Just remember, you want to be unique, a bit different from the other million photographers doing the same thing – so pick an agenda or a style and run with it. Blogging about random thoughts not related to photography probably won’t get you new work. I personally have a page on Twitter, Facebook, Flickr, MySpace, and YouTube, and my blog appears on all the top blog sites – which has lead to thousands of hits for my business.
Sure it takes some work to keep these up-to-date, but it pays off in both tangible and intangible ways. This year I sold two gallery prints, made a stock sale, sold a number of copies my exposure book, had a few people sign up for my workshops, did a consultation for a photographer, and landed a big corporate shoot – all through my presence on these sites.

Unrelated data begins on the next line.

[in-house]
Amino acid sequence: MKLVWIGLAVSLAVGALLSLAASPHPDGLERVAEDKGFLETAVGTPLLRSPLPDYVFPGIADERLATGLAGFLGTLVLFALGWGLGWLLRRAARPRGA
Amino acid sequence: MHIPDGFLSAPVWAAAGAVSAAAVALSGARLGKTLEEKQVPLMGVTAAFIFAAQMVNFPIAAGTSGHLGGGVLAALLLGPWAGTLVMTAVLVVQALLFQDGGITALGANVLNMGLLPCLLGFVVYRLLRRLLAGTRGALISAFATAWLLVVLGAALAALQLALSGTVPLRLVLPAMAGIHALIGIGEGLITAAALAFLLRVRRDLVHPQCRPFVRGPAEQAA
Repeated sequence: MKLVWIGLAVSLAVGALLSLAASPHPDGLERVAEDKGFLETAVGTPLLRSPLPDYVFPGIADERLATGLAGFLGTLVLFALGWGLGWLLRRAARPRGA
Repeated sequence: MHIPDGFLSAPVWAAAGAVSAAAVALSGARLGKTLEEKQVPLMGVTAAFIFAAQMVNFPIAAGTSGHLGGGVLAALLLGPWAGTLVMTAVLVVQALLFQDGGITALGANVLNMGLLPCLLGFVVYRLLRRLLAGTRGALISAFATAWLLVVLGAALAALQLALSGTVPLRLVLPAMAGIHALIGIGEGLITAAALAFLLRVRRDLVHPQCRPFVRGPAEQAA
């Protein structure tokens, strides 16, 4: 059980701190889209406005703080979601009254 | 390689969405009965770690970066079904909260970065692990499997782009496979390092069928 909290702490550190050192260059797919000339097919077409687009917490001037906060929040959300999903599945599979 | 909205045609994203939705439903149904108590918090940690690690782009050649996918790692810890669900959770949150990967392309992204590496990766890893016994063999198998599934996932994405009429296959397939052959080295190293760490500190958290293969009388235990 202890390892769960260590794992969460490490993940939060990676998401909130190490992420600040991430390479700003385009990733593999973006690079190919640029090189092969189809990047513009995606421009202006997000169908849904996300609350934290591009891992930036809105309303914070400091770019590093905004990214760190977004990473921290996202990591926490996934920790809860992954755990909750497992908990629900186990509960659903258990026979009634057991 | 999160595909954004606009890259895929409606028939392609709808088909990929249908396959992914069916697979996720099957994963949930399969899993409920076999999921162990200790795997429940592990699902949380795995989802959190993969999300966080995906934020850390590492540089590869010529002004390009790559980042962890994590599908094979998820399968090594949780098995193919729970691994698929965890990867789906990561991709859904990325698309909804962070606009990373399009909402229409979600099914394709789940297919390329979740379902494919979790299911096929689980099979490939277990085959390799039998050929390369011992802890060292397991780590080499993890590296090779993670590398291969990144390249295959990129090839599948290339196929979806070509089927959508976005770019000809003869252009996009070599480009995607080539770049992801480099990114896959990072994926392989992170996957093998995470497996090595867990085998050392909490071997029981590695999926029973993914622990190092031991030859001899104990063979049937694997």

9) Create a dream client list: One way to market yourself is to go after a certain type of client you are most interested in, and one that fits the type of work you like to capture. Whether you obtain your list through a mailing list company (Ad Base, Fresh Lists, etc), or simply locate the information online, this exercise can not only help you focus on the type of imagery you want to market, and the type of work you want to do, but could also help you land that dream client you always wanted. I always said, someone has to shoot for the National Geographic– why can’t it be me? By focusing on that top 10 list of clients, you pay more attention to them, may get to know the principals, and since it often about who you know instead of what you can do, you may just land that client.
10) Brainstorm: Often during hard times, people come up with new ways to promote or sell a product or service- this usually occurs simply through brainstorming for better ideas. I’ve been a photographer more than half my life, but it doesn’t mean I’ve thought of everything- in fact quite the opposite. So remember, you may come up with an idea that saves your business – one that’s not even on this list.
Good luck and happy shooting!